Authors: Renee Ericson
Tags: #General Fiction
I walk down the hall to my room to get ready for Brent’s game. I quickly change and head out the door. I tell my dad I’ll see him later as I wave good-bye. I’m glad he doesn’t ask me where I’m going, when I’ll be home, or any of the other parental questions that most kids deal with on a day-to-day basis. We might have talked this morning, but we’re miles away from being like we were. We’re even farther from developing what a father-daughter relationship should be. As I leave, I know I just need some space right now.
When I arrive at the school, I see Lexi, Autumn, and Casey sitting on a blanket near the field, so I cross the lawn to join them.
“Ruby, hey! Come sit. We’re just talking about our plans for the football opener next week,” Lexi says. She gives a sidelong glance toward Autumn. “And Autumn was just drooling over Liam on the field,” she continues, barely containing her giggles.
I sit down next to Lexi and look out into the field where I spot Brent, Owen, and Liam. Seeing Brent makes my heart feel like it’s caught on fire and jumped in my throat.
I’ve officially got it bad.
“So, Ruby,” Casey says with a knowing smirk, “what’s up with Brent?”
“Um, we…well, I guess we’re seeing each other,” I say rather sheepishly.
Why can’t I get all giddy? Oh, I know, because I’m not that kind of girl.
“Oh my god,” Autumn gasps excitedly as she reaches for my arms, shaking them up and down. “You have to tell us if he’s a good kisser. I am dying to know. He has to be, right? I mean, look at him. Of course, you’ve looked at him.”
“Yeah, he’s a good kisser,” I offer, trying to pacify her.
“Is that all you’ve got?” Casey asks me sourly, looking disappointed. “You’re no fun.”
“Oh, leave the girl alone,” Lexi says, rescuing me. “Plus, I bet Autumn would love to share more info on her date with Liam last night.”
“Well,” Autumn begins. “We went to play Skee ball and then we shared a milkshake after. Then we went for a walk along the creek near the old putt-putt course. You know the one.”
She just keeps talking. I listen a little here and there, but I’m trying to focus more on the game. This is the first soccer game of Brent’s that I have been to and I feel the need to watch.
There’s no denying a man in uniform. I don’t know why, but I kind of wish Brent would wear it more often.
Would it be weird to request that?
Yes, it would.
Hot uniform aside, there’s no doubt that he’s an amazing player. He’s leading the team on the field as well as on the sidelines, which is only natural I guess since he’s team captain. His movements on the field are natural, graceful, and appear instinctual. I knew he would be good, but I didn’t expect him to be so beautiful in motion.
Touching my shoulder, Lexi interrupts my thoughts. “Well, are you gonna go?”
“The football opener. Do you want to go with us?” Casey chimes in.
“Oh yeah, sure. Sounds good,” I say, looking at all of them.
The whistle blows, indicating the game is over. We all turn and look toward the field, watching everyone finish up. When the players end the customary handshakes, the team quickly meets with the coach and then disperses.
As Brent walks toward us, followed by Owen, we stand up. I’m surprised Liam doesn’t come as well, but then I see Autumn has obviously beat him to the punch as she gallops in his direction.
When Brent reaches me, he grabs my hand and kisses me on the cheek. I can see from my peripheral vision that Casey is openly staring at us. Keeping his eyes only on me, Brent tucks a piece of hair behind my ear, taunting me with those sly dimples. We’re in our own bubble, and I forget about everyone around us.
“You came,” he says, dragging his hand through his midnight hair.
“Yeah. Um, I like your uniform.”
Did that really just come out of my mouth?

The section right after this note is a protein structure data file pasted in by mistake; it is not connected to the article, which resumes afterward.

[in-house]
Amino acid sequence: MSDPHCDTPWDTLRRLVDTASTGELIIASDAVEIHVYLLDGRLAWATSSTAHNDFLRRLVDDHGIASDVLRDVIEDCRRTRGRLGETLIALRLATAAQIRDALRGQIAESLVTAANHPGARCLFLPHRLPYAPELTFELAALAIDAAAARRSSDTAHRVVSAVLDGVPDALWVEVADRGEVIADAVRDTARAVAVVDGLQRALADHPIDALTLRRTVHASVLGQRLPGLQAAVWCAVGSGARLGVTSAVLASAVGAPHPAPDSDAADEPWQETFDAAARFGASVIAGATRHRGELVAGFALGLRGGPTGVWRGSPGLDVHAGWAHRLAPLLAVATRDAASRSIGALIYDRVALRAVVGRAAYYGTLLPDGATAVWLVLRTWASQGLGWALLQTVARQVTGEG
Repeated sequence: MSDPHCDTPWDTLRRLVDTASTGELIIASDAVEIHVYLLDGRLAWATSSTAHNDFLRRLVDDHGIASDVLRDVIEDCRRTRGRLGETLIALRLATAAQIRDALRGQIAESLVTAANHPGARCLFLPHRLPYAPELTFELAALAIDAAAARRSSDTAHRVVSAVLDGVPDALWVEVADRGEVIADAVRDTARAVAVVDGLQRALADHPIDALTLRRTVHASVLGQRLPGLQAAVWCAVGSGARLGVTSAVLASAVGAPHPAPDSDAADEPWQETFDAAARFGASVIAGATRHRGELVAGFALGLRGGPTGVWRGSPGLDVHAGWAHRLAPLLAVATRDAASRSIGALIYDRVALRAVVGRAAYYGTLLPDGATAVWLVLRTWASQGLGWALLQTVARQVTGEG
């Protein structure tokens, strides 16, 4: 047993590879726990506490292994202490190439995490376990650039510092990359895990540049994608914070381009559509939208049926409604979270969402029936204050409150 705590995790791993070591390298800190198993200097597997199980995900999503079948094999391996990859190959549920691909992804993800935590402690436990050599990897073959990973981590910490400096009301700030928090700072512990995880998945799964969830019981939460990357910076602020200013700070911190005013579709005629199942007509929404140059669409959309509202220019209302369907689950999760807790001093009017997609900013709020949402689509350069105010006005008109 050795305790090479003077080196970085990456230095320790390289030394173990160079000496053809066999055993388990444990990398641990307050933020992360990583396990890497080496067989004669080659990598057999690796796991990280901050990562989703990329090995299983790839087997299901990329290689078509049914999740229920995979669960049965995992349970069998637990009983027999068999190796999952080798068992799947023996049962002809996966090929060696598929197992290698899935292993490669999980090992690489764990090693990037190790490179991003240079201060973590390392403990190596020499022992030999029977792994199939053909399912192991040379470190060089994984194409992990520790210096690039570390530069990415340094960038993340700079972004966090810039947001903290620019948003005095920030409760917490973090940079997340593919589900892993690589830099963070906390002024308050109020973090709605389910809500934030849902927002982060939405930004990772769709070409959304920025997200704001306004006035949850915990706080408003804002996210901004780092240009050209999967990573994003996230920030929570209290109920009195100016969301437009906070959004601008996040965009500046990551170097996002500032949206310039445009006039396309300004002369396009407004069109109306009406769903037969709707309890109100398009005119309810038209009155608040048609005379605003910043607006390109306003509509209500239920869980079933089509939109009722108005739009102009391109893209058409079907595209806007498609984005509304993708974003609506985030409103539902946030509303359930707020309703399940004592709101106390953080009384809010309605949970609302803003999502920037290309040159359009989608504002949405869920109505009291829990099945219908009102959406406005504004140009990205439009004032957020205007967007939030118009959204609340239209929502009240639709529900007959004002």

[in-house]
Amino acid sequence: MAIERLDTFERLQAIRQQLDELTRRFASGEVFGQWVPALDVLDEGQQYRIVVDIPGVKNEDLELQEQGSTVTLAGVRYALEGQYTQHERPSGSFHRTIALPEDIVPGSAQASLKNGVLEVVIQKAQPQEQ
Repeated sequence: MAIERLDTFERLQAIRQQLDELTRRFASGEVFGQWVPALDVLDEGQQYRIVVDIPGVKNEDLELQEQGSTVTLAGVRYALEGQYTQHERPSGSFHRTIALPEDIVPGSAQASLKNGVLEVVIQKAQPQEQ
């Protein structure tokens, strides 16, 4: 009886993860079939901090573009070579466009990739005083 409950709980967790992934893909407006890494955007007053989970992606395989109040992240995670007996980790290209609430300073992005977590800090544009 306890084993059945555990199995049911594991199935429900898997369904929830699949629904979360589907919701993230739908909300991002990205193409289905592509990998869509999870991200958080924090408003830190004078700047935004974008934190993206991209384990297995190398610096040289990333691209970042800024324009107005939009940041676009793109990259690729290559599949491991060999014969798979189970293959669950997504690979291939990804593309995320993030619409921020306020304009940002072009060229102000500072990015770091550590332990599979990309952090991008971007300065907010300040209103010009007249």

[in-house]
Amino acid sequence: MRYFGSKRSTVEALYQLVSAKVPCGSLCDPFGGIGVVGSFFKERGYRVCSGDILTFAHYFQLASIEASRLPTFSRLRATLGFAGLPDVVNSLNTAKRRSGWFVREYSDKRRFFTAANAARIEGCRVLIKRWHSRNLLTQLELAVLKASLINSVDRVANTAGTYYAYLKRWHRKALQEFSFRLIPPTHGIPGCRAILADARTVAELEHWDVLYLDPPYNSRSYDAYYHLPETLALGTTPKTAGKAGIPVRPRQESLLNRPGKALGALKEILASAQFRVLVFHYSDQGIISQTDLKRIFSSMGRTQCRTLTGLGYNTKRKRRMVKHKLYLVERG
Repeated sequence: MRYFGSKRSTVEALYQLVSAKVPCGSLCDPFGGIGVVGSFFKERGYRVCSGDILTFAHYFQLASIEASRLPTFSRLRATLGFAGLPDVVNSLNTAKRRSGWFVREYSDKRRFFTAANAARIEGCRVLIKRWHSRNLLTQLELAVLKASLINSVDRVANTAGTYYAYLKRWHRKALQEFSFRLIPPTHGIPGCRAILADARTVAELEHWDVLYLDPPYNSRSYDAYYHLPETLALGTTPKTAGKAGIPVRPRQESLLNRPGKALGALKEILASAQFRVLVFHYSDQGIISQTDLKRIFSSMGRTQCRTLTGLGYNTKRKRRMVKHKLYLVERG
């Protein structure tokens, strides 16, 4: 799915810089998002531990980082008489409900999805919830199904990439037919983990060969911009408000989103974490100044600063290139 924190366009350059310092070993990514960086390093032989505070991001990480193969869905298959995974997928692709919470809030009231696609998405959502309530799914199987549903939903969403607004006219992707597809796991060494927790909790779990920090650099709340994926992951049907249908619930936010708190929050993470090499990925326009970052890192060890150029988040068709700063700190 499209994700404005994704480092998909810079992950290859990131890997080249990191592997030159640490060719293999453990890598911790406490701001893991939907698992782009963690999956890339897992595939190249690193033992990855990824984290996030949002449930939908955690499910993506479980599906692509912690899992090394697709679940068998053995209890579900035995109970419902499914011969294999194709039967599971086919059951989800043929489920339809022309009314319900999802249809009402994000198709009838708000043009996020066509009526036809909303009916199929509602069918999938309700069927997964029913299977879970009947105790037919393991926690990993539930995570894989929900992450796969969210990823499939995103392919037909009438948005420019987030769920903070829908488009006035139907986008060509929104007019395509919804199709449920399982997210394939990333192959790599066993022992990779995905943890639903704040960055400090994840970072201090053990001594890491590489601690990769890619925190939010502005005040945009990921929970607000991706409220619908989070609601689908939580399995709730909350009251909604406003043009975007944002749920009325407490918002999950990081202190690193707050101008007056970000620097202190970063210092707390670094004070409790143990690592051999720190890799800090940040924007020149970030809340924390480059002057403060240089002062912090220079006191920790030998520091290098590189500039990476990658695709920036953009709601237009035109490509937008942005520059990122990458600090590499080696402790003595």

He laughs a little and then kisses me on the cheek again. “Are you hungry?”
“Good. I’m taking you to lunch.”
Brent and I say good-bye to everyone before walking to his car hand in hand. After we slip into the familiar leather seats, he turns over the ignition. As I look out the window, seeing my car sitting in the parking lot, I realize how far my life has come in the past week. I have a group of friends, a boyfriend, and possibly, a father once again. My life has really done a 180, and it’s all been for the better. I know I should be skeptical of all these good things happening in my life right now, but I find that I just can’t. It feels too good. Brent grabs my hand, pulling me away from my thoughts. I turn to him to see his infectious smile that speaks louder than any words.
“Ready?” he asks.
Am I ready?
During the next week, I spend every day with Brent in some capacity. He keeps his promise and takes me sailing one day. We also do other things, like take walks along the lake, go out to dinner, and watch movies at his house. Going to his house gives me a chance to meet his parents. They don’t ask too many questions, and they give us a lot of space, making me feel more comfortable than I expected in their home.
We have another date at the bowling alley, too. He thinks it might be fun if I teach him how to play. I think it’s just a scam to get me to touch him more.
“So, you want to hold the ball firmly but not too hard,” I tell Brent as I place my hand over his, holding onto the ball.
“Remind me again. Why do you know your way around balls so well?” he teases me.
“Some secrets are better kept that way. Get your head out of the gutter and concentrate.”
“I don’t know how you think I can concentrate when you keep putting your hand on my ball.”
The day Brent meets me at the park by the lake becomes my favorite memory from this week. I take Dragon down to play fetch for a while, but it turns into a little more than that.
Brent comes to stand at my driver’s side window.
“Thanks for meeting me here,” I tell him as I turn off the ignition to the car.
Dragon whines from the passenger seat.
“Who’s this?” Brent asks before rounding the car to peer in through the window.
As I get out, he opens the door to let out my four-legged passenger.
“That’s Dragon. I hope you don’t mind a third wheel.”
Brent kneels down to pet Dragon’s head. “Hi, Dragon.”
Saying hello back, Dragon pushes his nose into Brent’s hand.
“C’mon, he likes the water,” I say.
“Me, too,” Brent states in agreement.
We walk down a private path until we find a flat area that opens up to the lake. I slip out of my shoes and join Dragon in the water, which rises up to my calves. Brent follows close behind me as I toss a tennis ball farther out into the water for Dragon to fetch.
Brent splashes up beside me, putting his hand on my lower back. “I didn’t know you had a dog.”
“He’s not really mine. He belongs to my uncle, but Dragon doesn’t know that.”
“I see. Who does he think he belongs to?”